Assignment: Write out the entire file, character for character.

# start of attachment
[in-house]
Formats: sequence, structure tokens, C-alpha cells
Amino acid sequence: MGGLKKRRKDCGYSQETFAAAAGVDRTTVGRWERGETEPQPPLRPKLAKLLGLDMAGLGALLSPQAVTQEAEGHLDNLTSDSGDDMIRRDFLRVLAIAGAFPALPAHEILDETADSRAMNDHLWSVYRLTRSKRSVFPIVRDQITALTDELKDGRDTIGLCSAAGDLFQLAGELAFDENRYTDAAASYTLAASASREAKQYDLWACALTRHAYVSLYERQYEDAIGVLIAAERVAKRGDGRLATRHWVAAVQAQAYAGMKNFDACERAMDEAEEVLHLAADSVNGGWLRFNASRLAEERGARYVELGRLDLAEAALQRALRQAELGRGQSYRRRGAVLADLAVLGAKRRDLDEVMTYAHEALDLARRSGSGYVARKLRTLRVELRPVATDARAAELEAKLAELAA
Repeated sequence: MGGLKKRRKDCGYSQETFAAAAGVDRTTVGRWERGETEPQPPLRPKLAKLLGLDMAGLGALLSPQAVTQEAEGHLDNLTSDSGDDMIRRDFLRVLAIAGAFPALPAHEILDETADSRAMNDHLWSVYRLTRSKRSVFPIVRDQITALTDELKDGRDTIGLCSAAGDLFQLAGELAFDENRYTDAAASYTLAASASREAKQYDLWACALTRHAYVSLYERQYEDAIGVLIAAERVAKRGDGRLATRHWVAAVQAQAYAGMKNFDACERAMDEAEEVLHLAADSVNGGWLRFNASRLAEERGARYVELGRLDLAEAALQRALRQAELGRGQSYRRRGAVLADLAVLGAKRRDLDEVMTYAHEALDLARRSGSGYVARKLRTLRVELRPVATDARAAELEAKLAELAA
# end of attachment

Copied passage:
[in-house]
Formats: sequence, structure tokens, C-alpha cells
Amino acid sequence: MGGLKKRRKDCGYSQETFAAAAGVDRTTVGRWERGETEPQPPLRPKLAKLLGLDMAGLGALLSPQAVTQEAEGHLDNLTSDSGDDMIRRDFLRVLAIAGAFPALPAHEILDETADSRAMNDHLWSVYRLTRSKRSVFPIVRDQITALTDELKDGRDTIGLCSAAGDLFQLAGELAFDENRYTDAAASYTLAASASREAKQYDLWACALTRHAYVSLYERQYEDAIGVLIAAERVAKRGDGRLATRHWVAAVQAQAYAGMKNFDACERAMDEAEEVLHLAADSVNGGWLRFNASRLAEERGARYVELGRLDLAEAALQRALRQAELGRGQSYRRRGAVLADLAVLGAKRRDLDEVMTYAHEALDLARRSGSGYVARKLRTLRVELRPVATDARAAELEAKLAELAA
Repeated sequence: MGGLKKRRKDCGYSQETFAAAAGVDRTTVGRWERGETEPQPPLRPKLAKLLGLDMAGLGALLSPQAVTQEAEGHLDNLTSDSGDDMIRRDFLRVLAIAGAFPALPAHEILDETADSRAMNDHLWSVYRLTRSKRSVFPIVRDQITALTDELKDGRDTIGLCSAAGDLFQLAGELAFDENRYTDAAASYTLAASASREAKQYDLWACALTRHAYVSLYERQYEDAIGVLIAAERVAKRGDGRLATRHWVAAVQAQAYAGMKNFDACERAMDEAEEVLHLAADSVNGGWLRFNASRLAEERGARYVELGRLDLAEAALQRALRQAELGRGQSYRRRGAVLADLAVLGAKRRDLDEVMTYAHEALDLARRSGSGYVARKLRTLRVELRPVATDARAAELEAKLAELAA